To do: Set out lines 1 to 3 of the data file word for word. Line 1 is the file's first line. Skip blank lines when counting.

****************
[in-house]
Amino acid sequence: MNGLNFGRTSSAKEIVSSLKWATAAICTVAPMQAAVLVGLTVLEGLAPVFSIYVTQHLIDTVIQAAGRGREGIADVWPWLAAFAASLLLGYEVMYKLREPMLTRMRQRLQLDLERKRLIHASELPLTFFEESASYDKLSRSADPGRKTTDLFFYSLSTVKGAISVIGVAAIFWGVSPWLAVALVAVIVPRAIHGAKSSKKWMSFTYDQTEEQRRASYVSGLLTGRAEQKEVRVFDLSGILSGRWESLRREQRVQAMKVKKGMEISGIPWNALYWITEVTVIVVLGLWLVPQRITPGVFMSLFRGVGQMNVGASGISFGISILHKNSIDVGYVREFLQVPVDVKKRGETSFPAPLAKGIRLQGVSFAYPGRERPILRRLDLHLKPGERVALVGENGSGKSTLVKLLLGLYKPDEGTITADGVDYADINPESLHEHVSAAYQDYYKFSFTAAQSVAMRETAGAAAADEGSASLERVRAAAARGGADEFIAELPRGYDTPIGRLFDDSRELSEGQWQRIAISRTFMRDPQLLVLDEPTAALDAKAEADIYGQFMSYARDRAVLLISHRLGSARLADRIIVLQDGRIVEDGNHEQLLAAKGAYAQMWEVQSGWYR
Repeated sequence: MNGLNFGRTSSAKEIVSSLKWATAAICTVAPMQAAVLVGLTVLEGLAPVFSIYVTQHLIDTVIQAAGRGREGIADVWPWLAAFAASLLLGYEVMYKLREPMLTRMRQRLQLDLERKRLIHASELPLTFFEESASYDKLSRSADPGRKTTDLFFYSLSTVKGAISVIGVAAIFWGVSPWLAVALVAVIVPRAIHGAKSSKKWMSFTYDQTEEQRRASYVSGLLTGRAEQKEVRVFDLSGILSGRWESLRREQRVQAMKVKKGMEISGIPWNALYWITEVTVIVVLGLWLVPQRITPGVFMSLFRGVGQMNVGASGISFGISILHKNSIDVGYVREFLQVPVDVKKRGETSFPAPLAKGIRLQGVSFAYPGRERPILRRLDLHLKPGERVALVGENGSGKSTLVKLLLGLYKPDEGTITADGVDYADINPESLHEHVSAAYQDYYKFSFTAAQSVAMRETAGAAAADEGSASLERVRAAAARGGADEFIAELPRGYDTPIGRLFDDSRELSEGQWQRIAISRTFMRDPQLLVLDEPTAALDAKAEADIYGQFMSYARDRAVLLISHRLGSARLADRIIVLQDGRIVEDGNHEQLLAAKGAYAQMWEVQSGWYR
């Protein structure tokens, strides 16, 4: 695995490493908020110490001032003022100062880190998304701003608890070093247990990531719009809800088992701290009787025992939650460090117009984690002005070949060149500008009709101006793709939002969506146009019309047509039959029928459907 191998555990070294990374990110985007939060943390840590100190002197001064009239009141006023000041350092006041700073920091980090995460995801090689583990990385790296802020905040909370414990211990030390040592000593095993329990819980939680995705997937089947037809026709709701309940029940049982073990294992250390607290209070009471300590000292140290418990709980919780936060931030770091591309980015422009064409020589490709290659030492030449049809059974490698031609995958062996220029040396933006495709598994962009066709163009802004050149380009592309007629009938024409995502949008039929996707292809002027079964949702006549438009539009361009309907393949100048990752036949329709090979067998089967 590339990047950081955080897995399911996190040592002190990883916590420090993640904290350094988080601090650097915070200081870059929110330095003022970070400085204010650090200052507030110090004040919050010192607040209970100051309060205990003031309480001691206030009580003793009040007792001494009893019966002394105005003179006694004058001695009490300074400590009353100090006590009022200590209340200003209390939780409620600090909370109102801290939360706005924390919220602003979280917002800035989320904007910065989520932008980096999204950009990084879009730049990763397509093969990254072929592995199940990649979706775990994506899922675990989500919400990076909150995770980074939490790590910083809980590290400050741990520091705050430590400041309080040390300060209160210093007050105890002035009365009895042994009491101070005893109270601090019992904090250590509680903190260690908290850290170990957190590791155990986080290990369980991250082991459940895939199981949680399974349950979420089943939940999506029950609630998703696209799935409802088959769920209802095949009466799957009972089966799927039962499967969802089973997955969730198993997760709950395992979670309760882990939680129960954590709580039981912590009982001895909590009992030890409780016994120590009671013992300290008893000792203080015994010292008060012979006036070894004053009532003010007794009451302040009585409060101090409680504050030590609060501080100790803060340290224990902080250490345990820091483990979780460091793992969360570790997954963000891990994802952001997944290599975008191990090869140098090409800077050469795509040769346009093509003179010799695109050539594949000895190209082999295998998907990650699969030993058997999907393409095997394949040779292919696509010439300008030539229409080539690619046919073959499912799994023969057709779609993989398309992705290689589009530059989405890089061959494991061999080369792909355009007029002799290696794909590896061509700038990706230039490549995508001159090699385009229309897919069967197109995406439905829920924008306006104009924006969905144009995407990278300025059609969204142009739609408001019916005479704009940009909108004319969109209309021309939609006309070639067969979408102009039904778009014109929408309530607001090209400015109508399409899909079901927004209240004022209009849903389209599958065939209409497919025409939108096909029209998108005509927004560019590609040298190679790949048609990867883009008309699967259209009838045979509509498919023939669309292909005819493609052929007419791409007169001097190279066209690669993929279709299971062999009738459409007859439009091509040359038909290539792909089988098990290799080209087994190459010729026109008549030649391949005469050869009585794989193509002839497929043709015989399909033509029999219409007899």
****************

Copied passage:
[in-house]
Amino acid sequence: MNGLNFGRTSSAKEIVSSLKWATAAICTVAPMQAAVLVGLTVLEGLAPVFSIYVTQHLIDTVIQAAGRGREGIADVWPWLAAFAASLLLGYEVMYKLREPMLTRMRQRLQLDLERKRLIHASELPLTFFEESASYDKLSRSADPGRKTTDLFFYSLSTVKGAISVIGVAAIFWGVSPWLAVALVAVIVPRAIHGAKSSKKWMSFTYDQTEEQRRASYVSGLLTGRAEQKEVRVFDLSGILSGRWESLRREQRVQAMKVKKGMEISGIPWNALYWITEVTVIVVLGLWLVPQRITPGVFMSLFRGVGQMNVGASGISFGISILHKNSIDVGYVREFLQVPVDVKKRGETSFPAPLAKGIRLQGVSFAYPGRERPILRRLDLHLKPGERVALVGENGSGKSTLVKLLLGLYKPDEGTITADGVDYADINPESLHEHVSAAYQDYYKFSFTAAQSVAMRETAGAAAADEGSASLERVRAAAARGGADEFIAELPRGYDTPIGRLFDDSRELSEGQWQRIAISRTFMRDPQLLVLDEPTAALDAKAEADIYGQFMSYARDRAVLLISHRLGSARLADRIIVLQDGRIVEDGNHEQLLAAKGAYAQMWEVQSGWYR
Repeated sequence: MNGLNFGRTSSAKEIVSSLKWATAAICTVAPMQAAVLVGLTVLEGLAPVFSIYVTQHLIDTVIQAAGRGREGIADVWPWLAAFAASLLLGYEVMYKLREPMLTRMRQRLQLDLERKRLIHASELPLTFFEESASYDKLSRSADPGRKTTDLFFYSLSTVKGAISVIGVAAIFWGVSPWLAVALVAVIVPRAIHGAKSSKKWMSFTYDQTEEQRRASYVSGLLTGRAEQKEVRVFDLSGILSGRWESLRREQRVQAMKVKKGMEISGIPWNALYWITEVTVIVVLGLWLVPQRITPGVFMSLFRGVGQMNVGASGISFGISILHKNSIDVGYVREFLQVPVDVKKRGETSFPAPLAKGIRLQGVSFAYPGRERPILRRLDLHLKPGERVALVGENGSGKSTLVKLLLGLYKPDEGTITADGVDYADINPESLHEHVSAAYQDYYKFSFTAAQSVAMRETAGAAAADEGSASLERVRAAAARGGADEFIAELPRGYDTPIGRLFDDSRELSEGQWQRIAISRTFMRDPQLLVLDEPTAALDAKAEADIYGQFMSYARDRAVLLISHRLGSARLADRIIVLQDGRIVEDGNHEQLLAAKGAYAQMWEVQSGWYR